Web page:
How to Become a Teacher [PDF], by Robert LeFevre, The Voluntaryist, Feb 1983
Autobiographical summary of the events in LeFevre's life that led to the founding of the Freedom School, including LeFevre's relationship with Baldy Harper and the offer for him to lead the School
Read had assembled some of the finest brains in the country. Among the intellectuals gathered there at one time or another were such persons as Ludwig von Mises, ... Frank Chodorov ... Whereas, conservatives generally had been trying to remove communists from government positions, a deeper study of the issues involved put the problem in another light. No one ever stated it better than Frank Chodorov who said: "You can't get communists out of government; it's their native soil. That's where they grow."
In 'The Single Taxer,' libertarian essayist Frank Chodorov recounts his introduction to the thought of Henry George ... To Chodorov, George's system of political economy depends on 'an abiding faith in the essential goodness of man,' assuming that under a healthier, more prosperous and productive economy, 'political offices would go begging.' Chodorov doubted both that the politically ambitious would abandon the pursuit of power so readily ... For Chodorov, even a single tax on land was one tax too many, presented ultimately as an opportunity for politicians to abuse their power and harm freedom.
Imperium in Imperio, analysis, Jun 1950
Examines the theory of government espoused by James Madison, how property rights have regressed since then, and arguing that a States' Rights movement (meaning decentralization and local autonomy) should be focused on protecting property rights
The Constitution that came out of the Philadelphia convention in 1787 was not acclaimed a "divine document." On the contrary, the folks were rather skeptical about it and made ratification difficult. Yet there was no organized opposition. The Constitution simply ran head on into the individualism ... the Founding Fathers ... favored a federal government because they saw in it a protection for private property; now that the federal government has become an instrument of spoliation, would not the Founding Fathers join up with a States' Rights movement so dedicated? Even Hamilton should be a States' Righter these days.
The Income Tax: Root of All Evil, The Income Tax: Root Of All Evil, 1954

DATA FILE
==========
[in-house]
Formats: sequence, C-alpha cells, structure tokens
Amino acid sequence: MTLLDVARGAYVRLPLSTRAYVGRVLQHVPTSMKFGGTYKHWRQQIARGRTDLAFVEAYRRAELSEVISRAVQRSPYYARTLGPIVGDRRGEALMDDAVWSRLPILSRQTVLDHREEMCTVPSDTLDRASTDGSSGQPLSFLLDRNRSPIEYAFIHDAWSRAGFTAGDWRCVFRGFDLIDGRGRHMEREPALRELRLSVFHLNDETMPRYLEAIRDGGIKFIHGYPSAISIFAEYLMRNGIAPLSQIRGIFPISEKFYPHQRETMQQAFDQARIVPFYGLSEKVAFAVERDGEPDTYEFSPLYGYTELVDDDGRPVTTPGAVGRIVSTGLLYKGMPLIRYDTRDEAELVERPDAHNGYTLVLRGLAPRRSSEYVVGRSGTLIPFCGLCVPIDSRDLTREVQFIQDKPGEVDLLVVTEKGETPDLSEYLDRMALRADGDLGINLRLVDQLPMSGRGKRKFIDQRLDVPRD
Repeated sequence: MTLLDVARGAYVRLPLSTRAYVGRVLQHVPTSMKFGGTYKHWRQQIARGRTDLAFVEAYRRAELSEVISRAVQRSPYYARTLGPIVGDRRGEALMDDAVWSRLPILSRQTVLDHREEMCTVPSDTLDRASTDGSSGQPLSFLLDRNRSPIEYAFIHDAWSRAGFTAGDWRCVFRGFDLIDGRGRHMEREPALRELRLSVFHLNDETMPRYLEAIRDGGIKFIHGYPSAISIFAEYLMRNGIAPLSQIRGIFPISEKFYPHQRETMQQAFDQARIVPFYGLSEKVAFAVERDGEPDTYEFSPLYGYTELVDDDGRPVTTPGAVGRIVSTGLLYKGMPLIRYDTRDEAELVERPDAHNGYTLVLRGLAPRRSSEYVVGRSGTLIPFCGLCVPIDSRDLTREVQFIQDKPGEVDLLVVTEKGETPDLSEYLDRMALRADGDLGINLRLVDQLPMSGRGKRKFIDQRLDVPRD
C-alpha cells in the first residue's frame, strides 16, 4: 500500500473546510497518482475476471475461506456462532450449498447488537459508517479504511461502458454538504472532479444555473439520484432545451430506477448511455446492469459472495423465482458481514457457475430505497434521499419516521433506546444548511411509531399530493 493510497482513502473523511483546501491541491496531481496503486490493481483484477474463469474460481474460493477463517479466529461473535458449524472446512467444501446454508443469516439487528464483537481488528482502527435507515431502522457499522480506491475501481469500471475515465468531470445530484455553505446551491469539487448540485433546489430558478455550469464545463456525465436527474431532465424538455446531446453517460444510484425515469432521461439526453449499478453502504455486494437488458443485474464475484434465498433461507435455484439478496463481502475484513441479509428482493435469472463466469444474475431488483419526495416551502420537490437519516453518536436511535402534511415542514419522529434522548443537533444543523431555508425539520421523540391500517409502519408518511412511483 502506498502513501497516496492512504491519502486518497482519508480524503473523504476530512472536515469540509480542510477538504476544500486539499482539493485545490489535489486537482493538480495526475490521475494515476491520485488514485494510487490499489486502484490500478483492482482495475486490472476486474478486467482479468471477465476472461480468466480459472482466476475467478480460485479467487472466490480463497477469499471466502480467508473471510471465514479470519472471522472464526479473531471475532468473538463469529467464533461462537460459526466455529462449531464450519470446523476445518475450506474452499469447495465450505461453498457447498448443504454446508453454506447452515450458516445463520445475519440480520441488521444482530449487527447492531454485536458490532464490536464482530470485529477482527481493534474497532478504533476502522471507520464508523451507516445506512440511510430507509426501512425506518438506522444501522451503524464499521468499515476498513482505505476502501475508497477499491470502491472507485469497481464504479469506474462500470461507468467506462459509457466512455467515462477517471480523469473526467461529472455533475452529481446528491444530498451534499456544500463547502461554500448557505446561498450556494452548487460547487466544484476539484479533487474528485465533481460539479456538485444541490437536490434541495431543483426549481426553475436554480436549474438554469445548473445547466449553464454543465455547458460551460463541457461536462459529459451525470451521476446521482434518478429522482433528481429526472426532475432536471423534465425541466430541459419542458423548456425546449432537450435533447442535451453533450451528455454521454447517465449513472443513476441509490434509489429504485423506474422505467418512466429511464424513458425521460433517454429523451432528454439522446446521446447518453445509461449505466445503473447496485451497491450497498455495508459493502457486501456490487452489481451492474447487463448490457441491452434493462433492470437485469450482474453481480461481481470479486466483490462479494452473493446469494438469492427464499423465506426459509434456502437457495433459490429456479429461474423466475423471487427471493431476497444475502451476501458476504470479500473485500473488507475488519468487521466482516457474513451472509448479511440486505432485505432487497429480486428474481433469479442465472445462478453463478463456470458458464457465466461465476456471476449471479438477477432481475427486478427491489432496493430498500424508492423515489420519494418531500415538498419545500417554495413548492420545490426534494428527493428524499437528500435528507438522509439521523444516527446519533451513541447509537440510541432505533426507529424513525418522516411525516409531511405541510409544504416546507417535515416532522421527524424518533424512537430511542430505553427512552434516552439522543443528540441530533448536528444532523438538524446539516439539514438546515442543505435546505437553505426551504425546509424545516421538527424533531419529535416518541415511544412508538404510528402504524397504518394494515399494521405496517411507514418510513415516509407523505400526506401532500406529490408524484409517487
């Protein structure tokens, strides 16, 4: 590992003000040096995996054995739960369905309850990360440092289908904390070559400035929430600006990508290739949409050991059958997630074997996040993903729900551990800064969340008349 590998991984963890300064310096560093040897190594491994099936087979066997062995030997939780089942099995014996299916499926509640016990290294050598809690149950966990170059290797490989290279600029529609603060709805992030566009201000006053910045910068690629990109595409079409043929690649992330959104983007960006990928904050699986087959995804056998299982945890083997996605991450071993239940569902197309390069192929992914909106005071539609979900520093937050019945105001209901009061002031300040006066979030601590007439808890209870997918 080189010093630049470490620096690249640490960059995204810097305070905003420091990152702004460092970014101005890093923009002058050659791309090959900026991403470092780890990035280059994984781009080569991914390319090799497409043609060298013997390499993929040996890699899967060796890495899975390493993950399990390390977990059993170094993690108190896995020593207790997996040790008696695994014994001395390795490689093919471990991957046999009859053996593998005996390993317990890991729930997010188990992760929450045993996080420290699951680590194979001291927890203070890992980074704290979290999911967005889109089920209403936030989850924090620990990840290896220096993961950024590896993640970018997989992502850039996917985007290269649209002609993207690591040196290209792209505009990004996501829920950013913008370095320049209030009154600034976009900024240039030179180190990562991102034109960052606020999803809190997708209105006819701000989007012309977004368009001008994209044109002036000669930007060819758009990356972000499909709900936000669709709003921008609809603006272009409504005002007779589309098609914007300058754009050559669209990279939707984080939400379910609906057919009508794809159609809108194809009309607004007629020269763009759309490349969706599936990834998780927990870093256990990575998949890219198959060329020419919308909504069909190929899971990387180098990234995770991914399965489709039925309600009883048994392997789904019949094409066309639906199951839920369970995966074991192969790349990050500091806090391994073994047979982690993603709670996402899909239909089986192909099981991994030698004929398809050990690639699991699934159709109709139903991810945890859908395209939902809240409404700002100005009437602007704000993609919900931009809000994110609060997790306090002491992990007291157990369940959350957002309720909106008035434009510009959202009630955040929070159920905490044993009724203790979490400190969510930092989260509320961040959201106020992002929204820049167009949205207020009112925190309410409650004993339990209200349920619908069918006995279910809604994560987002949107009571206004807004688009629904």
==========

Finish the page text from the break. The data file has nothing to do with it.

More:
Excerpt from Chodorov's book with the same title; discusses the effects of the 16th amendment to the U.S. Constitution
The [Sixteenth Amendment] puts no limit on governmental confiscation. ... Whichever way you turn this amendment, you come up with the fact that it gives the government a prior lien on all the property produced by its subjects. In short, when this amendment became part of the Constitution, in 1913, the absolute right of property in the United States was violated. That, of course, is the essence of socialism. Whatever else socialism is, or is claimed to be, its first tenet is the denial of private property. All brands of socialism, and there are many, are agreed that property rights must be vested in the political establishment.
Taxation Is Robbery, Out of Step, 1962
Chapter XXII; starting with the historical origins of taxation, proceeds to examine its indirect and direct forms and the rationales behind it
By way of preface, we might look to the origin of taxation, on the theory that beginnings shape ends, and there we find a mess of iniquity. A historical study of taxation leads inevitably to loot, tribute, ransom: the economic purposes of conquest. The barons who put up toll-gates along the Rhine were tax-gatherers. So were the gangs who 'protected,' for a forced fee, the caravans going to market.
Out of Step: The Autobiography of an Individualist, 1962
Partial contents: The Ethics of the Peddler Class - On Underwriting an Evil - The Single Taxer - Henry George and the Classicists - About Socialism and Socialists - Isolationism - Albert Jay Nock - Henry David Thoreau - Taxation is Robbery